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Patagonia Gallery

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Thanks to Bruce Swain, Christian Wesely and especially Bryan Smith for providing some of the photos used on this page.

The climb up the Villarica Volcano requires good weather, crampons and a guide. The views of the bubbling lava down in the depths of the crater can be spectacular.
In addition to the climb, you can do a three or four day walk across the Villarica National Park. The aerial photos below show Villarica and the area where the walk takes place. Photos courtesy of Christian Wesely.


We can do two walks at Puyuehue, one to a set of thermal pools and geysers, another along the Gol Gol River in the valley below.

The walk to the thermal area begins with a climb of 1000 metres (horses can take your pack if you wish) followed by a camp in a meadow near some huts. The walk is normally open and clear in some places, covered in snow in others.

The nature of the campsite at the thermal pools varies greatly from year to year and from season to season. The two photos below were taken in early December, one year apart.
Even when there is snow all around, the shallow waters of the thermal pools make a lovely place to relax before continuing on to the geysers and bubbling mud pools.
Back in the valley, the photo at the right is just one of several waterfalls we can visit on the valley walk, notable also for its flowers and birds.

Puerto Montt to El Chaltén
To continue any distance south of Puerto Mntt you need to take a boat. We catch a ferry to Chaitén, then use a mix of public and charter transport to visit a variety of places and do a number of short walks as we work out way south to the area near Fitzroy in Argentina.
Besides the big scenery, we take time to look at the wildflowers and other interesting plants.
We often visit a hanging glacier in Qeulat National Park. On the day the photo of the bridge was taken, we could scarcely see the glacier inthe fog. On another trip, the view was magnificent. In Patagonia, you must always be prepared for whatever the weather may bring.
On some trips we walk in Los Glaciares National Park and visit Fitzroy up close. On others we do a walk further north near Lago del Desierto. This walk takes briefly takes us back across the border into Chile.
We may do a long day walk at Cerro Castillo.
We enjoy a variety of scenery as we work out way to Puerto Ibañez where we take a boat across Lake General Carrera/Buenos Aires to Chile Chico.
Route 40 on the Argentina side of the border is a gravel road that seems to go on forever through an incredibly empty landscape. Empty? Not quite as the two photos below show.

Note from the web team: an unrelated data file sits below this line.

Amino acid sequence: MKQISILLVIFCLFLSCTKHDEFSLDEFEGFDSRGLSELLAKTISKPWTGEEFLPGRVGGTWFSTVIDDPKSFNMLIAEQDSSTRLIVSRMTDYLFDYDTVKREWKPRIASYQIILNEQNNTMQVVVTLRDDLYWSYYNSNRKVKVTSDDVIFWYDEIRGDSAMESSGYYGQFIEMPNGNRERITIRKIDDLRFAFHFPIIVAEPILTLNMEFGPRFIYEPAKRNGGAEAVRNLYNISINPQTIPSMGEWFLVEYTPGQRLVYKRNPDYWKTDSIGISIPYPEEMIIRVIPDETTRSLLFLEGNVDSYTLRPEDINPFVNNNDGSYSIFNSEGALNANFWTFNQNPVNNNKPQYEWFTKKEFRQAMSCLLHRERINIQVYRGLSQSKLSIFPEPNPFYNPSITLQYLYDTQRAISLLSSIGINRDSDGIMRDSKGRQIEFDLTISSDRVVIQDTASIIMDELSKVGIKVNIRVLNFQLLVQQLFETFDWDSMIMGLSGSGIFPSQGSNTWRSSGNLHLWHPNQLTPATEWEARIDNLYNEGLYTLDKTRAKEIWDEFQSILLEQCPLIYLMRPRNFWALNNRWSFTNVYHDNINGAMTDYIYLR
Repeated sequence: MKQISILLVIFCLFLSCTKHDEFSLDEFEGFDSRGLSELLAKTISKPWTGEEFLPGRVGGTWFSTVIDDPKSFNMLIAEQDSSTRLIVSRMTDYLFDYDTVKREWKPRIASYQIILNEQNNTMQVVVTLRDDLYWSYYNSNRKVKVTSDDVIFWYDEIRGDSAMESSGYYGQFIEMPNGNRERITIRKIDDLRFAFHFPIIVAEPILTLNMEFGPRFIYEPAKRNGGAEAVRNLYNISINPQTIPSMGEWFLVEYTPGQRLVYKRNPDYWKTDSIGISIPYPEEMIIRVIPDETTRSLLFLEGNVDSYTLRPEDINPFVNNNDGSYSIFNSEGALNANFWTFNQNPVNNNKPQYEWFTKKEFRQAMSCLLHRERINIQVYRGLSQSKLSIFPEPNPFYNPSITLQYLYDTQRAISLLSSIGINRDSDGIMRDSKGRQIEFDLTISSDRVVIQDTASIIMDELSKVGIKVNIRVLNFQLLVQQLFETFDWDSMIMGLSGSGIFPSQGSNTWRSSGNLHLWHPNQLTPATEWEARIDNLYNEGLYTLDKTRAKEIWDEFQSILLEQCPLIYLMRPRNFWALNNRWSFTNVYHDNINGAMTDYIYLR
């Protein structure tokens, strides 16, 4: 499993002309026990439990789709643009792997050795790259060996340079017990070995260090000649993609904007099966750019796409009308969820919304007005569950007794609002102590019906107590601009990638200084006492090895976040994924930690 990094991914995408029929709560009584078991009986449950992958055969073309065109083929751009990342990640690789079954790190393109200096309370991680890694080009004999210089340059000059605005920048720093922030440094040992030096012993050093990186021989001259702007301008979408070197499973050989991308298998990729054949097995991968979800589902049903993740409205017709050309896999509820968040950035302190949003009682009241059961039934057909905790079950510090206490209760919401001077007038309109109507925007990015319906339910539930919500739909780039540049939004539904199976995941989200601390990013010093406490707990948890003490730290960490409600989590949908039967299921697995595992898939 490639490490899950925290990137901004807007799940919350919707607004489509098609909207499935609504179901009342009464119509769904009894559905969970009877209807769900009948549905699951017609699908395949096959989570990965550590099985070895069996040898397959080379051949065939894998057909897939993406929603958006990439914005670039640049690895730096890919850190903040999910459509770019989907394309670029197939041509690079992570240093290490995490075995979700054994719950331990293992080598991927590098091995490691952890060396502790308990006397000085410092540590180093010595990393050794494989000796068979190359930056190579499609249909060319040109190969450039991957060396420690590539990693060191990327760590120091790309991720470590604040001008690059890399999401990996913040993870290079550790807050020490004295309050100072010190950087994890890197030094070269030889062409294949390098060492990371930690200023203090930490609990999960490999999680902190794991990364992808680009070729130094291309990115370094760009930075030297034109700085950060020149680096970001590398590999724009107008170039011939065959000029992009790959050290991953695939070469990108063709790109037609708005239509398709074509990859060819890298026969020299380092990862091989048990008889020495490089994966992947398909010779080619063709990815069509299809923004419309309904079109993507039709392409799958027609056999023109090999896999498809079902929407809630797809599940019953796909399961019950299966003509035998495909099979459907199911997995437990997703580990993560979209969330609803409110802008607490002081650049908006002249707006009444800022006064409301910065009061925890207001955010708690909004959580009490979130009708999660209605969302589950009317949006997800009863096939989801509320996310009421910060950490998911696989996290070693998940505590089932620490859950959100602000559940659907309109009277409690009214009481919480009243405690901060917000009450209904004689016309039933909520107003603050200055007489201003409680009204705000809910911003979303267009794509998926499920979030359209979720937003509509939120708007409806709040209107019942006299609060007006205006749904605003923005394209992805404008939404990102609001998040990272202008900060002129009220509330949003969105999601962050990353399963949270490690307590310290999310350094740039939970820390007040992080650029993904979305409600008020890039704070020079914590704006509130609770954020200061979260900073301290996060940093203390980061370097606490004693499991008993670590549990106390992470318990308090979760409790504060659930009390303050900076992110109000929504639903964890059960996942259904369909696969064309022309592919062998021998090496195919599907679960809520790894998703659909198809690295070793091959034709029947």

Los Glaciares and the Fitzroy Area
The photo at the right and the two below were taken on the Lago del Desierto walk. The others in this section nearer to Fitzroy. Although the scenery on the Lago del Desierto walk is not as spectacular as the scenery closer to Fitzroy, there are far fewer people there which gives you more of a sense of being in the wilderness.
We had very good weather on the trip when these photos were taken. On some trips we could barely see Cerro Torre through the mist.
When the wind permits, we do a lovely day walk from the campsite to Lago de los Tres below Fitzroy.
In the photo at left below, you can see a dark hill in the centre of the photo, just to the left of Lago de los Tres. Four of us climbed it in 2001. The photo at right shows three of the group at the top, Mt Fitzroy at the right.
What goes up must come down. The photo at right shows the descent from the hill above. The two photos below show the walk further along toward Piedra del Fraile (a private camping area just ourside the park boundry) and Lago Eléctrico.

Torres del Paine
This is the most popular park in South America. Most of the hikers restrict themselves to a few popular walks and ignore the rest. The photos at right are from the walk to the Torres.
The Lago Pingo track takes us through a mix of forest and open country, past one of the larger waterfalls in the park.
Moving on past the Zapata campsite, we have to do a couple of creek crosings as we work our way toward the edge of the southern ice cap.
Our 2002 group got right to the edge of the ice cap where they spent some time having a look at an ice cave.
Back near the start of the track, another short track leads to a spectacular viewpoint, very windy when we were there. Some of the animals are fairly accustomed to people and allow good photos.

Navarino Island
Navarino is a fairly large island, 100 km long and 40 km wide, south of the main island of Tierra del Fuego. This is the southernmost bushwalking in the world -- there is no bush further south. There is a 4 or 5 day marked trail which is becoming more and more popular. Our Navarino walks, however, take us far beyond the trail, through beech forest, across open tundra and, in some cases, onto the south coast.
We cross many creeks. Some crossings are easier than others. Introduced North American beavers have cut down most of the trees within easy reach of the major creeks.
Some of the walking is easy and some less so.
The weather is highly variable so we will almost certainly have a mix of fine and not so fine weather.
Many of our camp sites are in the forest; some are in open areas and one is next to the southernmost bushwalking hut in the world.
When the weather and wildlife cooperate, you get great views.
A walk along Lake Windhond followed by a few km cross country beings us to the edge of the southern ocean.
We'll leave Navarino and Patagonia on a boat bound for the city of Ushuaia in the Argentine part of Tierra del Fuego.

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